HC issues notices to Big B, channel for KBC promos
The next season of the Amitabh Bachchan hosted reality show Kaun Banega Crorepati (KBC) has landed in legal trouble even before it begins.mumbai Updated: Jul 07, 2011 18:21 IST
The next season of the Amitabh Bachchan hosted reality show Kaun Banega Crorepati (KBC) has landed in legal trouble even before it begins.
The Bombay high court, on Tuesday, issued notices to the actor, the information and broadcasting ministry, the Advertising Standards Council of India and Sony TV after an Andheri resident filed a public interest litigation (PIL) seeking action against the derogatory advertisements aired on TV to promote the show.
A division bench comprising Chief Justice Mohit Shah and Justice Girish Godbole heard the PIL filed by one Mukesh Sharma, 49, who has alleged that the promos were aimed at insulting freedom fighter Netaji Subhash Chandra Bose and the slogan – Tum Mujhe Khoon Do, Main Tumhe Azadi Dunga – coined by him.
In the first scene of the promo, a child asks his father, who said, “Tum Mujhe Khoon Do, Main Tumhe Azadi Dunga”? The father tells his son that it was he who just said it. The scene is repeated at four other places, and in the final scene Bachchan appears with a contender, who is asked the same question.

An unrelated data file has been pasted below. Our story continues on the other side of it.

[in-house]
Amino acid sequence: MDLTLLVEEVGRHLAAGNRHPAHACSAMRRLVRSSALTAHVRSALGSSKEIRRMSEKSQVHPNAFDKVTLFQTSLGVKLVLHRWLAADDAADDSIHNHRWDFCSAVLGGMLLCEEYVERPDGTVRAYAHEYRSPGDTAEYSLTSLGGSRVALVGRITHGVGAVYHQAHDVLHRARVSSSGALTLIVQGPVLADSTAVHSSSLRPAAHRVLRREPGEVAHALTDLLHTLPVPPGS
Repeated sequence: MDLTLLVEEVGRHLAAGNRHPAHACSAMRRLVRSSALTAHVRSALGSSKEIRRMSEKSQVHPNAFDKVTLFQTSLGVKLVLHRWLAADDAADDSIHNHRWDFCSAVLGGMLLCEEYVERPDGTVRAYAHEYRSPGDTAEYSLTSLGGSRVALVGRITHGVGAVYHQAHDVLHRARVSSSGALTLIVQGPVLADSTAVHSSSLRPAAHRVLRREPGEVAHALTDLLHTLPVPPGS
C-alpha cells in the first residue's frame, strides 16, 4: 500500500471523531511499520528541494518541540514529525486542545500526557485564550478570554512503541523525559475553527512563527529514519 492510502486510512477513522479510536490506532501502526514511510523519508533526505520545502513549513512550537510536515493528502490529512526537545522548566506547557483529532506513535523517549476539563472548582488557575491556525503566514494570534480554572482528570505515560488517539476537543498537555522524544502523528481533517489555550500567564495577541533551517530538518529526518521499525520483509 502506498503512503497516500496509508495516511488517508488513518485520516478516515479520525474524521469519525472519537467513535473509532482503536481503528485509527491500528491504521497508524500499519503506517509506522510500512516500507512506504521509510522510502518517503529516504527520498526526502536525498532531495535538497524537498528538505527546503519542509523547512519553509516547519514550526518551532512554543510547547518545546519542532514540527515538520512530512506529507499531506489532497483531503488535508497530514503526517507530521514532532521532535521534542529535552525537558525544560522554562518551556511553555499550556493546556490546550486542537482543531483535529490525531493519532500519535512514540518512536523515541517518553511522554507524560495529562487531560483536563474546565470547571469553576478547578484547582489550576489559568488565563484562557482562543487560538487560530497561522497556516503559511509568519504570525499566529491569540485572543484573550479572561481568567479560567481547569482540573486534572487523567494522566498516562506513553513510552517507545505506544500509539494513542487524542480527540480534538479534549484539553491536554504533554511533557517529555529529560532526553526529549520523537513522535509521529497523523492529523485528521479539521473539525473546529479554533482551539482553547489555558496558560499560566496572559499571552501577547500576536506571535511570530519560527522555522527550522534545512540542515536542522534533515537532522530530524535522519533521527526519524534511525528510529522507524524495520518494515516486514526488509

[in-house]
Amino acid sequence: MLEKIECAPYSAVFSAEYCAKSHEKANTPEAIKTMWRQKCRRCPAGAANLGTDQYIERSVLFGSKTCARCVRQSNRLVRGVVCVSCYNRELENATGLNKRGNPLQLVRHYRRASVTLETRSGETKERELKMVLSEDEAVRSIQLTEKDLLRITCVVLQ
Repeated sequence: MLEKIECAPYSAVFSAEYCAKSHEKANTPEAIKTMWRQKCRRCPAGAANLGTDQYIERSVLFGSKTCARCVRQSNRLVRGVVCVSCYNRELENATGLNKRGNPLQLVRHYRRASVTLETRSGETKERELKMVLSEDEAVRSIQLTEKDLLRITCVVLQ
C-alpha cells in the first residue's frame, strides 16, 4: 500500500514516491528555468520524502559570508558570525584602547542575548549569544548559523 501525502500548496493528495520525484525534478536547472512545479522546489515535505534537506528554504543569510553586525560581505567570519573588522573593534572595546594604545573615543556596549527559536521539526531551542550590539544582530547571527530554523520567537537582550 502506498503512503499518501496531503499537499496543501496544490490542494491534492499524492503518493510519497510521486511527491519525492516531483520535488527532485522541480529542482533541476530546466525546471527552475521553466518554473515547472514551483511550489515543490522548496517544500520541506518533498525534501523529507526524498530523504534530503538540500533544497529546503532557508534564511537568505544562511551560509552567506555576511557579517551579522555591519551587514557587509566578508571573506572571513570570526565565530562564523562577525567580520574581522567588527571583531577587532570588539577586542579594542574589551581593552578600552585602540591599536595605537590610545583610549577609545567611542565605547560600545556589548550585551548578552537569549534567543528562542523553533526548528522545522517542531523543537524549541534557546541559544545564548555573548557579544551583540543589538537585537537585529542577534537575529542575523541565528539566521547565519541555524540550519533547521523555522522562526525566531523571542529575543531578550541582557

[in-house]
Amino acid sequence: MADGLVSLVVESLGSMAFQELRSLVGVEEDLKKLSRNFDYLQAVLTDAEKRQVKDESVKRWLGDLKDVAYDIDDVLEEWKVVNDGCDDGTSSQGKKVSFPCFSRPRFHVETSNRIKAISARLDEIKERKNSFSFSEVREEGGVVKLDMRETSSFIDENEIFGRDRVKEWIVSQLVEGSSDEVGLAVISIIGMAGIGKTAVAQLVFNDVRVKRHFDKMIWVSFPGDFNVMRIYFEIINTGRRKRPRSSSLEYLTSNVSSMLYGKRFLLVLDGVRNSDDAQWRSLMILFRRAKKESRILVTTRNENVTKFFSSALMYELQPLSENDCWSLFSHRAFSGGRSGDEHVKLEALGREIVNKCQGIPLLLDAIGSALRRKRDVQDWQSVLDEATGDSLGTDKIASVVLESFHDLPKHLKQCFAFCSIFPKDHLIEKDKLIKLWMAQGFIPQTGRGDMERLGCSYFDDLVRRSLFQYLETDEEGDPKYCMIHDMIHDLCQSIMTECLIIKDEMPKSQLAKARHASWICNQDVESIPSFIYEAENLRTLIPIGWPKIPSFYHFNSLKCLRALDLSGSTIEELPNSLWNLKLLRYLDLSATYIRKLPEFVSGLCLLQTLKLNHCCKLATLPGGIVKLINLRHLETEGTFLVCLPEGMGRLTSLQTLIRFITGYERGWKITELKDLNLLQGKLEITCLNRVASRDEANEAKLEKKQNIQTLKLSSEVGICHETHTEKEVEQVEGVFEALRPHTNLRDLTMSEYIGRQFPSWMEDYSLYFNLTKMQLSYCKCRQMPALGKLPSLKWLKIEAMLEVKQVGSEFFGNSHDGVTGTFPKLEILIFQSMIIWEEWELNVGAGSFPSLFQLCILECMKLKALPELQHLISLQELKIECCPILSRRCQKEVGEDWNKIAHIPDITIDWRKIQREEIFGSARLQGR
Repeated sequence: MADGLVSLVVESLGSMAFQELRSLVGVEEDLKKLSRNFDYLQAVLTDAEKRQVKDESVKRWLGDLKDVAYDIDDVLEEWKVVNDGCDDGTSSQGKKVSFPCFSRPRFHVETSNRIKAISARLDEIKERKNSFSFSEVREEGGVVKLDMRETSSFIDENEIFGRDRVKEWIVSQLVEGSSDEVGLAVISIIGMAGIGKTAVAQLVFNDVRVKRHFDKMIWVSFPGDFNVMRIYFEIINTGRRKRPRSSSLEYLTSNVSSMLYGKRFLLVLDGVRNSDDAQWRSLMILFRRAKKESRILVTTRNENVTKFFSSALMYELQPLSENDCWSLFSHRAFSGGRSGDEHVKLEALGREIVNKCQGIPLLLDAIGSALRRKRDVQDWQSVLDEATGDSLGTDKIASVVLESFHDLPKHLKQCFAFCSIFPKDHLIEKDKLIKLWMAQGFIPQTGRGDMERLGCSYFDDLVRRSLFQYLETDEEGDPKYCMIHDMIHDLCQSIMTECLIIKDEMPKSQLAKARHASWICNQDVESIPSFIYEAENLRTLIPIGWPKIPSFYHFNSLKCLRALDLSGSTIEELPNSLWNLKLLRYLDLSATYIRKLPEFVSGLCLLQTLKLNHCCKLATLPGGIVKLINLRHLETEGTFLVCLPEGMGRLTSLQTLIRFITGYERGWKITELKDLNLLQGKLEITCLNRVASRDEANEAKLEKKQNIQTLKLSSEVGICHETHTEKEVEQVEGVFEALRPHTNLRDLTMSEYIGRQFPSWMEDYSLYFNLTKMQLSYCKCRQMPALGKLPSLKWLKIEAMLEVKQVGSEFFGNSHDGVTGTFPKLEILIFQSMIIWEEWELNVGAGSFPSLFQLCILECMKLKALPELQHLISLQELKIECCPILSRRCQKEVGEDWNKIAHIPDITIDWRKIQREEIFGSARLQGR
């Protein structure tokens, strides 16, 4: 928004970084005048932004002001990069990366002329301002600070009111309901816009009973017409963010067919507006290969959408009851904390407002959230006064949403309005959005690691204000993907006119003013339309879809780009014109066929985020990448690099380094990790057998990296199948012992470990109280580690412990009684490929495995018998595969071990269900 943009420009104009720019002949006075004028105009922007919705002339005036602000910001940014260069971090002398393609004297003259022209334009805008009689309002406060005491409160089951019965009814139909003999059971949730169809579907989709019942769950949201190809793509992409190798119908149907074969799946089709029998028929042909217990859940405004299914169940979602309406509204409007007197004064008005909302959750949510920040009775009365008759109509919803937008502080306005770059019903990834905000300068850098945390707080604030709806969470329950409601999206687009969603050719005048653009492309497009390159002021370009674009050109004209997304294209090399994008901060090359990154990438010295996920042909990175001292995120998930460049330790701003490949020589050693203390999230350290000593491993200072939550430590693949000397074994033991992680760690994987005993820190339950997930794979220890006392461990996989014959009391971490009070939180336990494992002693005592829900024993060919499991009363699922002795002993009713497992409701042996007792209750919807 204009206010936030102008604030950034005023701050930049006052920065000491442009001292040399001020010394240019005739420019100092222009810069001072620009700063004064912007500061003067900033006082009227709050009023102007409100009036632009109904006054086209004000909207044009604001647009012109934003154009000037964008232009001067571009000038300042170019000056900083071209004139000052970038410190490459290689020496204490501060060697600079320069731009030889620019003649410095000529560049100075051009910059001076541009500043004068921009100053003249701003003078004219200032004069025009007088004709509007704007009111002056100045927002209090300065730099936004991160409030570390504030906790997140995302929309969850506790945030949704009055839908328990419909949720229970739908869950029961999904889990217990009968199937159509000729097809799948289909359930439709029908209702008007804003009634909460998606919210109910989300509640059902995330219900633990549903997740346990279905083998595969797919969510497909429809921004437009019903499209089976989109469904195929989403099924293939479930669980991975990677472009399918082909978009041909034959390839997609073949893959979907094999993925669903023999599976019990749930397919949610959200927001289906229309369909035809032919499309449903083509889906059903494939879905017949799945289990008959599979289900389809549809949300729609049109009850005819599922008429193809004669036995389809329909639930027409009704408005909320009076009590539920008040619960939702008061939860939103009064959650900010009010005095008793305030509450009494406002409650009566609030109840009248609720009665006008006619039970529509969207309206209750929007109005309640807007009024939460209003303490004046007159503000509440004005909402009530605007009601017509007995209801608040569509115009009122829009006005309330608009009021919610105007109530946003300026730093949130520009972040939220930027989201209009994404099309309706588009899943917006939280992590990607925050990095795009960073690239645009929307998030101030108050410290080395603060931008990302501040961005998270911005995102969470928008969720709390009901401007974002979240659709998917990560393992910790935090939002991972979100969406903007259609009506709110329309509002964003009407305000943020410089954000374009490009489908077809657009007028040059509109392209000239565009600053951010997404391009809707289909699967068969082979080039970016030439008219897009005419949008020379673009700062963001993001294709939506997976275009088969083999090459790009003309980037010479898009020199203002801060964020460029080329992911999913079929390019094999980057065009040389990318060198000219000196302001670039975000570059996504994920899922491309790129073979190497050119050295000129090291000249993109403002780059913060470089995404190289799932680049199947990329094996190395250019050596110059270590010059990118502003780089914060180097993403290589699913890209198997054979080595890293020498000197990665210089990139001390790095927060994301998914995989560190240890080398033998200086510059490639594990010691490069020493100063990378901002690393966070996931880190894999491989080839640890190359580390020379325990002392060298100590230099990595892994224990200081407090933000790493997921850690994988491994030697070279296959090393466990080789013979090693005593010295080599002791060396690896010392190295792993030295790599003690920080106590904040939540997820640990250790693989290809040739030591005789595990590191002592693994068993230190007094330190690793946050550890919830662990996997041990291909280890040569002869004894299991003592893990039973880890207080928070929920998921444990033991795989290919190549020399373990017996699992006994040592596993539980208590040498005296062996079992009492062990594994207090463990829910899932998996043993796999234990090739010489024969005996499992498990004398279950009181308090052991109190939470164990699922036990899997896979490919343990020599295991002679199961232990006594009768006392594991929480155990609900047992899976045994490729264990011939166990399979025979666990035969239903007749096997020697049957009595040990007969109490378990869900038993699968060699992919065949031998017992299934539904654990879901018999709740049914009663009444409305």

The contender, who happens to be the man from the first scene, answers the question in the same way as he had answered his son. While he realises his mistake, Bachchan tells the audience that they should not undermine any question even if its answer may be obvious.
While Sony TV refused to comment on the matter, Bachchan did not reply to a text message sent by HT.
However, replying to Sharma’s allegations, Rui Rodrigues, counsel for the Central Board for Film Certification, submitted that few scenes from the promos could not be isolated, and no allegations could be based on isolated parts. According to Rodrigues, the audio-visual should be viewed in its entirety, as in the end it gives out a message to the masses that they should not undermine any question, howsoever small it may appear.
Rodrigues also pointed out that the censor board had accorded its clearance to the promos only for theatrical release, and it was not responsible for its broadcast on television.
He further informed the court that the Advertising Standards Council of India clears advertisements before release, and the council should have looked into the promos before they were allowed released.
The court then issued notice to the council, which falls under the ministry of information and broadcasting.
The matter will come up for further hearing on July 28.